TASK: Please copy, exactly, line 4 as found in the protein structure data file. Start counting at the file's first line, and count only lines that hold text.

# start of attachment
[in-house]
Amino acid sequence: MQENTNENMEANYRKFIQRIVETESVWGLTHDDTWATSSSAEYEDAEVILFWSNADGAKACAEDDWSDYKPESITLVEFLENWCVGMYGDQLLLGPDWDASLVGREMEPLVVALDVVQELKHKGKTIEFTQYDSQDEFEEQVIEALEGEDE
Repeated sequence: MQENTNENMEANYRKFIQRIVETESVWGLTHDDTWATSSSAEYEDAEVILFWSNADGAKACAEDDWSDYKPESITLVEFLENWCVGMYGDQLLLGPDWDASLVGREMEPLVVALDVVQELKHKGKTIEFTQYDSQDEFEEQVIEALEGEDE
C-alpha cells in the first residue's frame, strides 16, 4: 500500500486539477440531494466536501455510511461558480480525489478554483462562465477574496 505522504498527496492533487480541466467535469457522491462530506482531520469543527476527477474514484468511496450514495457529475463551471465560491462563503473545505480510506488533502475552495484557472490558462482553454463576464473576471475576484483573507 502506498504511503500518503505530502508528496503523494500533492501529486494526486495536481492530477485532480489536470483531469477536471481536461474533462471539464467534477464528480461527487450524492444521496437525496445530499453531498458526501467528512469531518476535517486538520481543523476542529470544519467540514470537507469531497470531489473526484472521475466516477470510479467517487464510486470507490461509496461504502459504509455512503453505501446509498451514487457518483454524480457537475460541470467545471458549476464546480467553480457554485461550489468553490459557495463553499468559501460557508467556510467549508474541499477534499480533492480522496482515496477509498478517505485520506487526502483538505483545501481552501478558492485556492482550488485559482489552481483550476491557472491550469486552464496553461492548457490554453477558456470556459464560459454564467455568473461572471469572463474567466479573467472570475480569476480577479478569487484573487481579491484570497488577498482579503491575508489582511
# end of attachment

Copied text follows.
C-alpha cells in the first residue's frame, strides 16, 4: 500500500486539477440531494466536501455510511461558480480525489478554483462562465477574496 505522504498527496492533487480541466467535469457522491462530506482531520469543527476527477474514484468511496450514495457529475463551471465560491462563503473545505480510506488533502475552495484557472490558462482553454463576464473576471475576484483573507 502506498504511503500518503505530502508528496503523494500533492501529486494526486495536481492530477485532480489536470483531469477536471481536461474533462471539464467534477464528480461527487450524492444521496437525496445530499453531498458526501467528512469531518476535517486538520481543523476542529470544519467540514470537507469531497470531489473526484472521475466516477470510479467517487464510486470507490461509496461504502459504509455512503453505501446509498451514487457518483454524480457537475460541470467545471458549476464546480467553480457554485461550489468553490459557495463553499468559501460557508467556510467549508474541499477534499480533492480522496482515496477509498478517505485520506487526502483538505483545501481552501478558492485556492482550488485559482489552481483550476491557472491550469486552464496553461492548457490554453477558456470556459464560459454564467455568473461572471469572463474567466479573467472570475480569476480577479478569487484573487481579491484570497488577498482579503491575508489582511